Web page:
"The woods do that to you, they always look familiar, long lost, like the face of a long-dead relative, like an old dream, like a piece of forgotten song drifting across the water, most of all like golden eternities of past childhood or past manhood and all the living and the dying and the heartbreak that went on a million years ago and the clouds as they pass overhead seem to testify (by their own lonesome familiarity) to this feeling.”
That's Jack Kerouac, The Dharma Bums.
It is carefully structured to seem structureless, a purposefully channeled stream of consciousness.
The aim of this sentence is to convey the sense of a lot of different thens coming together in a now. I'm passing this woods, I could be passing another wood, one near by grandmother's home. Or one I passed last week in the course of performing some grown-up errand Each wood is particularly itself, yet each looks like it could be the lost form of another, or any of those many others.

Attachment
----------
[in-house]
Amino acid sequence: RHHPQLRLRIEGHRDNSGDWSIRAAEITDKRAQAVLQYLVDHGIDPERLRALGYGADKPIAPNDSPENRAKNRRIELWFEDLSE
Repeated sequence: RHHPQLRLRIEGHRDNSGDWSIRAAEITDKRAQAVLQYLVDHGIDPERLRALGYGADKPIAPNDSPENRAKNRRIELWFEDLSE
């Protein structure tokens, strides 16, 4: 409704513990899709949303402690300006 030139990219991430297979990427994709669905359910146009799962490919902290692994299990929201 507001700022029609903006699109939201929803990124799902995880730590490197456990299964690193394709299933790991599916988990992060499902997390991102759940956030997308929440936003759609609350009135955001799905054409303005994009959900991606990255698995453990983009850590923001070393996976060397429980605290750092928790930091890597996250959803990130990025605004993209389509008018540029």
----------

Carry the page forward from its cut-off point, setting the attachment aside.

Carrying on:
But why did I just repeat, in my own flat-footed way, what Kerouac had so marvellously said? Because great prose does that to you.
I love the "forgotten song drifting across the water...."
This links the physical fact that sound does travel better over water than over land withe the nostalgia that most of us have for childhood days at a favorite beach or lakeside.
I would say more about this sentence, but there is too much to say and no good stopping point once one tries to say it, so I'll arbitrarily stop here.
Thanks for reading!